Days off curtailed for Chicago police officers ahead of potential vaccination reporting mandate showdown

·2 min read

The notice issued Saturday morning on behalf of First Deputy Superintendent Eric Carter says that during roll calls — supervisor briefings before each Chicago Police Department shift — for five consecutive days, the following message will be read: “Until further notice, the use of elective time by sworn CPD members is restricted.”

The announcement goes on to say elective time, also known as personal time off from work, will require approval from someone with the rank of deputy chief or higher.

Last week, the dispute over Lightfoot’s vaccine reporting mandate came to a boil when the Chicago Fraternal Order of Police and mayor’s office filed dueling lawsuits over the matter. That legal sparring followed FOP Lodge 7 President John Catanzara repeatedly directing his thousands of members to disobey the city’s orders to fill out a form indicating their vaccination status by midnight Friday night.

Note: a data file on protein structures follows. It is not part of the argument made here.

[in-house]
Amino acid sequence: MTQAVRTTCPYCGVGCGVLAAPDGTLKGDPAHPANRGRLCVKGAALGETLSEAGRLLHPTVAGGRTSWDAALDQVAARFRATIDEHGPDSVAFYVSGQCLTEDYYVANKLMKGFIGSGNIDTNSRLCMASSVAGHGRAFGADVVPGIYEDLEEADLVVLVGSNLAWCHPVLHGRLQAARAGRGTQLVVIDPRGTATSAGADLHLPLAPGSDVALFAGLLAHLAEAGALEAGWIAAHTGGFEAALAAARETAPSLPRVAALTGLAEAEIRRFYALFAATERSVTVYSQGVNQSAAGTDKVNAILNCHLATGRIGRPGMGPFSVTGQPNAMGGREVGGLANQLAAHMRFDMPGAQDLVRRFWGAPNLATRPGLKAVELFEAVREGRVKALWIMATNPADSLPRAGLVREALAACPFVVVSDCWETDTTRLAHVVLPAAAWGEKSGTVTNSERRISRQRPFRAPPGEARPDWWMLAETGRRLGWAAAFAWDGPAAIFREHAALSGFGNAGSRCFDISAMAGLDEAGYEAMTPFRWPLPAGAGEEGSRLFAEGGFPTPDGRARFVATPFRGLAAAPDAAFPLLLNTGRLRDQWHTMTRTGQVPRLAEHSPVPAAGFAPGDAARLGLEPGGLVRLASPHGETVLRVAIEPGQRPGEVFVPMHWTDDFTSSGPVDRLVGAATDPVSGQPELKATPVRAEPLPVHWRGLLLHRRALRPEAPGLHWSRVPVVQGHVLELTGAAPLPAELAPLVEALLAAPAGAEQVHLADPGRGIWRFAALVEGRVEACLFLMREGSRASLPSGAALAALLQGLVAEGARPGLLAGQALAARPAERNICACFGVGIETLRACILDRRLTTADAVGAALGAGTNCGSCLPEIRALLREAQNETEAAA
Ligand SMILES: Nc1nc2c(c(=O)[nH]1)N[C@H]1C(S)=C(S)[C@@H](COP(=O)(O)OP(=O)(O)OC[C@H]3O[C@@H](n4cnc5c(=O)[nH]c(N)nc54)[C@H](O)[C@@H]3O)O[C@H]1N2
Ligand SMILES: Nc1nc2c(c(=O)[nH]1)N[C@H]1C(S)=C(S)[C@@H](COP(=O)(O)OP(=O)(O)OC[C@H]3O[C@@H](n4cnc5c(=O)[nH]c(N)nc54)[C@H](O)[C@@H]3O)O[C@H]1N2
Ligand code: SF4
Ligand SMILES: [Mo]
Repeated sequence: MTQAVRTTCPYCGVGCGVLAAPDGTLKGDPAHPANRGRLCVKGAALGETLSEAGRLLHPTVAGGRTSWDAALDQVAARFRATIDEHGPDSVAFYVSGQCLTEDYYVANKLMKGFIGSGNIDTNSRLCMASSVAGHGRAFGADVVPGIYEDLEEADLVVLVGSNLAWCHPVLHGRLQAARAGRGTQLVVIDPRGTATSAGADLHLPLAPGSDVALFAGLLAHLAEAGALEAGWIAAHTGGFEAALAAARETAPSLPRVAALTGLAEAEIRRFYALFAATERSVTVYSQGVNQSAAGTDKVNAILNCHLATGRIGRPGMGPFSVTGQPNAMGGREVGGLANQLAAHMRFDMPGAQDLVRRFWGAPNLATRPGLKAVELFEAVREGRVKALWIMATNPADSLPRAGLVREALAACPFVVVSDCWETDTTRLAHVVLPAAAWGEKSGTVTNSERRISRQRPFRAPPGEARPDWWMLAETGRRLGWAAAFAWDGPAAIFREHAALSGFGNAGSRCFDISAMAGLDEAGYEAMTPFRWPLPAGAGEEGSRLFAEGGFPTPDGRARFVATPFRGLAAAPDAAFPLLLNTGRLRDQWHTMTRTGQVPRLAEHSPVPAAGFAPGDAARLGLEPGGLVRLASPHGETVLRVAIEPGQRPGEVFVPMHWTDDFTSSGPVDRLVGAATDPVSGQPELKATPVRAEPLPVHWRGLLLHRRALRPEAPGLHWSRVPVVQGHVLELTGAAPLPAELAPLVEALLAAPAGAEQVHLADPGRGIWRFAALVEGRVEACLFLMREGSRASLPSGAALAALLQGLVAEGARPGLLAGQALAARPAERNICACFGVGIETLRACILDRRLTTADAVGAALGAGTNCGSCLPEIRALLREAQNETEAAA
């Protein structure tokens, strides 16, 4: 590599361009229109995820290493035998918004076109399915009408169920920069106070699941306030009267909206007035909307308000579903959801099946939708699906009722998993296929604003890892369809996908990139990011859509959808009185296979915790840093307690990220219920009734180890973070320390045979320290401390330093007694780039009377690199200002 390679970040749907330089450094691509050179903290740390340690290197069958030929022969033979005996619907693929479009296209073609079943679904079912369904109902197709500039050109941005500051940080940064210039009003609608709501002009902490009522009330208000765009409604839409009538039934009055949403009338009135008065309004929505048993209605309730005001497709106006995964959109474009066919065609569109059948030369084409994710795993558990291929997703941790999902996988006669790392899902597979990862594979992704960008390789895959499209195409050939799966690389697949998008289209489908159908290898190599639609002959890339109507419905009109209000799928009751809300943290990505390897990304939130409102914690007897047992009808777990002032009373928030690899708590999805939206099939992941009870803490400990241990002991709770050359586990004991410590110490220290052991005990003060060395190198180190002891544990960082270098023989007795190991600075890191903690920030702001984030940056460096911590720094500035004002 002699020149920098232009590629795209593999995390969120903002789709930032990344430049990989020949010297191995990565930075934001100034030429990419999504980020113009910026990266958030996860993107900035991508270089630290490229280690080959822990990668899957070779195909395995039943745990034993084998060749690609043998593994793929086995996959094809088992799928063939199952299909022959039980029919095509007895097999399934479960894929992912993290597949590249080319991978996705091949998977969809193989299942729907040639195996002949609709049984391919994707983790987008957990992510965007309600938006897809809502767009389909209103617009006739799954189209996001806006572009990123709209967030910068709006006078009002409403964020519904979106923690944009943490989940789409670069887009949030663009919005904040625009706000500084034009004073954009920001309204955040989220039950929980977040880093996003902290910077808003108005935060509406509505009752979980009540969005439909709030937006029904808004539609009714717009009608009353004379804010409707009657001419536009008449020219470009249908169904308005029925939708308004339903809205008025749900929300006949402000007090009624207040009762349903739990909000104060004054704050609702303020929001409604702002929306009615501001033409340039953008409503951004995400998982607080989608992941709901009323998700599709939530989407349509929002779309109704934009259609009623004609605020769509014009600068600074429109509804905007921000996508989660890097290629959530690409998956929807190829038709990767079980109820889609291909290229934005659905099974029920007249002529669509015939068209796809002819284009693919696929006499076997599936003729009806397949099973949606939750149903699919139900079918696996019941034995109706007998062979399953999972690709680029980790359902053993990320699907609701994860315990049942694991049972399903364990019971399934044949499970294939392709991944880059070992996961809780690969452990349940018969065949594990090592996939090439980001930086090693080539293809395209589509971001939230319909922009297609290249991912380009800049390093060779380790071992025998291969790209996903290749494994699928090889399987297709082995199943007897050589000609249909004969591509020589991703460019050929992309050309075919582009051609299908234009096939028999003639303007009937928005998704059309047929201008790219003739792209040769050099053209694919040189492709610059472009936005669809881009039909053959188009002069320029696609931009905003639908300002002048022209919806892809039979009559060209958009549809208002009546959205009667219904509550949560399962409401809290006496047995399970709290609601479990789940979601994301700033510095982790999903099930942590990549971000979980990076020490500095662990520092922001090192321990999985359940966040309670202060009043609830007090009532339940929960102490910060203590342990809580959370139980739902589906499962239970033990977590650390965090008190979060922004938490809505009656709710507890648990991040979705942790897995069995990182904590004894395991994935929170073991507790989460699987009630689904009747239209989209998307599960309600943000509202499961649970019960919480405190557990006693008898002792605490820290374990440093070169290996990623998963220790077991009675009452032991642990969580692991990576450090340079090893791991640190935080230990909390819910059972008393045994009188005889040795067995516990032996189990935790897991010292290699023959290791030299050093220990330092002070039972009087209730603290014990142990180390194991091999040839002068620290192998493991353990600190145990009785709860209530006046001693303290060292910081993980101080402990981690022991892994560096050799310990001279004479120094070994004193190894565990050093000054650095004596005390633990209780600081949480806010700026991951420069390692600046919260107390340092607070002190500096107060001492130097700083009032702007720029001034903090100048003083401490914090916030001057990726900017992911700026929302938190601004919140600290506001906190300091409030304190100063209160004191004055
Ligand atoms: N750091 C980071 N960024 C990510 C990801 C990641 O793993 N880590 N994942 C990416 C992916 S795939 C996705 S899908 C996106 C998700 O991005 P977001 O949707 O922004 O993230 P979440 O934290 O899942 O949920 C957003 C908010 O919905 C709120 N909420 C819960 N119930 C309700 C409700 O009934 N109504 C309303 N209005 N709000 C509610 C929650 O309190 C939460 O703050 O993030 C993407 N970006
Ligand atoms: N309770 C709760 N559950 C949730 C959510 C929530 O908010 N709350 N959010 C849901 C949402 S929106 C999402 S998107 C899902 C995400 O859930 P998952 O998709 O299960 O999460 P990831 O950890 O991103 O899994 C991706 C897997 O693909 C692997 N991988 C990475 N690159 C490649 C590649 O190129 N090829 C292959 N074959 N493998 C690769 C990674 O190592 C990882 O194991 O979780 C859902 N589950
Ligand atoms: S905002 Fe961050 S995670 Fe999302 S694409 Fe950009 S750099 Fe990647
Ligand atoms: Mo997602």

By the early evening, a Cook County judge had ordered Catanzara to temporarily refrain from further encouraging members to defy the city’s vaccination reporting mandate via social media or other public statements. But the city’s lawsuit alleging that his actions constitute an illegal strike because law enforcement cannot engage in such a work stoppage in Illinois remains pending.

Catanzara, on the other hand, sued the city around the same time to attempt to force arbitration over their vaccination reporting requirement, which orders city employees to report their vaccination status or face potential no-pay status. Those who indicate they are unvaccinated must submit to regular COVID-19 testing at their own expense.

Catanzara has said there are enough FOP members willing to follow his direction that should the city place them on no-pay status, about 50% of the Chicago police force would not be at work. But neither he nor the city have said how many officers have currently indicated their status in the city portal.

The Chicago police brass’ move Saturday to restrict time off for officers — a move often reserved for historically violent holiday weekends — was seen by some in the department as preparation for potential staffing shortages over mass noncompliance with the mandate.

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